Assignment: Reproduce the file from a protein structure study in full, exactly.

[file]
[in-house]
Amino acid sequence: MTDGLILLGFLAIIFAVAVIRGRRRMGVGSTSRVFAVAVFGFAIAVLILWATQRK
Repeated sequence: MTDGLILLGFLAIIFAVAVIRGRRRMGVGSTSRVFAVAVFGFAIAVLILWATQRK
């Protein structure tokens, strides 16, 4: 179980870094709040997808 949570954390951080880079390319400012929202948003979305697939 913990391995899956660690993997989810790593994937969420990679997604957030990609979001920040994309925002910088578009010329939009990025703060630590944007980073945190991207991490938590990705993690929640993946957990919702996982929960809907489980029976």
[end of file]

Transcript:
[in-house]
Amino acid sequence: MTDGLILLGFLAIIFAVAVIRGRRRMGVGSTSRVFAVAVFGFAIAVLILWATQRK
Repeated sequence: MTDGLILLGFLAIIFAVAVIRGRRRMGVGSTSRVFAVAVFGFAIAVLILWATQRK
């Protein structure tokens, strides 16, 4: 179980870094709040997808 949570954390951080880079390319400012929202948003979305697939 913990391995899956660690993997989810790593994937969420990679997604957030990609979001920040994309925002910088578009010329939009990025703060630590944007980073945190991207991490938590990705993690929640993946957990919702996982929960809907489980029976």